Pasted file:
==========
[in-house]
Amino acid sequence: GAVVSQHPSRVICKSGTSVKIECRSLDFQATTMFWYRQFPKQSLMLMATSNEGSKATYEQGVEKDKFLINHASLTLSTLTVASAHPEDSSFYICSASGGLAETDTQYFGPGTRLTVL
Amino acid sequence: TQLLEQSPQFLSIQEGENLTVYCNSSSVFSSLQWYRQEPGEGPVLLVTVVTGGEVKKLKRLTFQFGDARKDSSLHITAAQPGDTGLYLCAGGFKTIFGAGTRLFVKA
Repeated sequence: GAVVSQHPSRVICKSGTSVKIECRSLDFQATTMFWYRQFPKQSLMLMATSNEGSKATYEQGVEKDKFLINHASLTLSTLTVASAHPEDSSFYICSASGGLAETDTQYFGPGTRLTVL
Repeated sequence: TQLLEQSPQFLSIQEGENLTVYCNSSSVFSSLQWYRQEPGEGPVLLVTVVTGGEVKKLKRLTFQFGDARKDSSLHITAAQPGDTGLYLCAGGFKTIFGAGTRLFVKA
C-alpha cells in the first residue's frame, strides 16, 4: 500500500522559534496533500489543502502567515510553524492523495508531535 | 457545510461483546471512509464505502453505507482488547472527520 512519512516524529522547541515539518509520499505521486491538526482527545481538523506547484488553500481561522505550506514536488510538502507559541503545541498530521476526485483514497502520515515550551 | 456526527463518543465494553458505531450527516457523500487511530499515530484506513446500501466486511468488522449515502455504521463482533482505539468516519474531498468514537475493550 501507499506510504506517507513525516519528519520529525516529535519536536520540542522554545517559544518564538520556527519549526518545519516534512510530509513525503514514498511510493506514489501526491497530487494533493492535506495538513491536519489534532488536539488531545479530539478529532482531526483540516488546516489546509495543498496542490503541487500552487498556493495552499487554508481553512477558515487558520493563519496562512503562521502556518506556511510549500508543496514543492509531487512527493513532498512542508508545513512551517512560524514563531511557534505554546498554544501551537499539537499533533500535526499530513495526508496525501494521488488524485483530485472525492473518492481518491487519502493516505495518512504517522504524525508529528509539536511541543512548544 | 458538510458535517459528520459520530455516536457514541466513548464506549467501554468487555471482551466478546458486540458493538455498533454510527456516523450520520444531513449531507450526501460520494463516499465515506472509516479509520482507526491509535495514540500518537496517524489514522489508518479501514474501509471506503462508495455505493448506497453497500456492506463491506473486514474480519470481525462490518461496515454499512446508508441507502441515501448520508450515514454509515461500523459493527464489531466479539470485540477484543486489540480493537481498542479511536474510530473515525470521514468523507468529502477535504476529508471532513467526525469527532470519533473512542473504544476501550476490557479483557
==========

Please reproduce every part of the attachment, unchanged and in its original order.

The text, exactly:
[in-house]
Amino acid sequence: GAVVSQHPSRVICKSGTSVKIECRSLDFQATTMFWYRQFPKQSLMLMATSNEGSKATYEQGVEKDKFLINHASLTLSTLTVASAHPEDSSFYICSASGGLAETDTQYFGPGTRLTVL
Amino acid sequence: TQLLEQSPQFLSIQEGENLTVYCNSSSVFSSLQWYRQEPGEGPVLLVTVVTGGEVKKLKRLTFQFGDARKDSSLHITAAQPGDTGLYLCAGGFKTIFGAGTRLFVKA
Repeated sequence: GAVVSQHPSRVICKSGTSVKIECRSLDFQATTMFWYRQFPKQSLMLMATSNEGSKATYEQGVEKDKFLINHASLTLSTLTVASAHPEDSSFYICSASGGLAETDTQYFGPGTRLTVL
Repeated sequence: TQLLEQSPQFLSIQEGENLTVYCNSSSVFSSLQWYRQEPGEGPVLLVTVVTGGEVKKLKRLTFQFGDARKDSSLHITAAQPGDTGLYLCAGGFKTIFGAGTRLFVKA
C-alpha cells in the first residue's frame, strides 16, 4: 500500500522559534496533500489543502502567515510553524492523495508531535 | 457545510461483546471512509464505502453505507482488547472527520 512519512516524529522547541515539518509520499505521486491538526482527545481538523506547484488553500481561522505550506514536488510538502507559541503545541498530521476526485483514497502520515515550551 | 456526527463518543465494553458505531450527516457523500487511530499515530484506513446500501466486511468488522449515502455504521463482533482505539468516519474531498468514537475493550 501507499506510504506517507513525516519528519520529525516529535519536536520540542522554545517559544518564538520556527519549526518545519516534512510530509513525503514514498511510493506514489501526491497530487494533493492535506495538513491536519489534532488536539488531545479530539478529532482531526483540516488546516489546509495543498496542490503541487500552487498556493495552499487554508481553512477558515487558520493563519496562512503562521502556518506556511510549500508543496514543492509531487512527493513532498512542508508545513512551517512560524514563531511557534505554546498554544501551537499539537499533533500535526499530513495526508496525501494521488488524485483530485472525492473518492481518491487519502493516505495518512504517522504524525508529528509539536511541543512548544 | 458538510458535517459528520459520530455516536457514541466513548464506549467501554468487555471482551466478546458486540458493538455498533454510527456516523450520520444531513449531507450526501460520494463516499465515506472509516479509520482507526491509535495514540500518537496517524489514522489508518479501514474501509471506503462508495455505493448506497453497500456492506463491506473486514474480519470481525462490518461496515454499512446508508441507502441515501448520508450515514454509515461500523459493527464489531466479539470485540477484543486489540480493537481498542479511536474510530473515525470521514468523507468529502477535504476529508471532513467526525469527532470519533473512542473504544476501550476490557479483557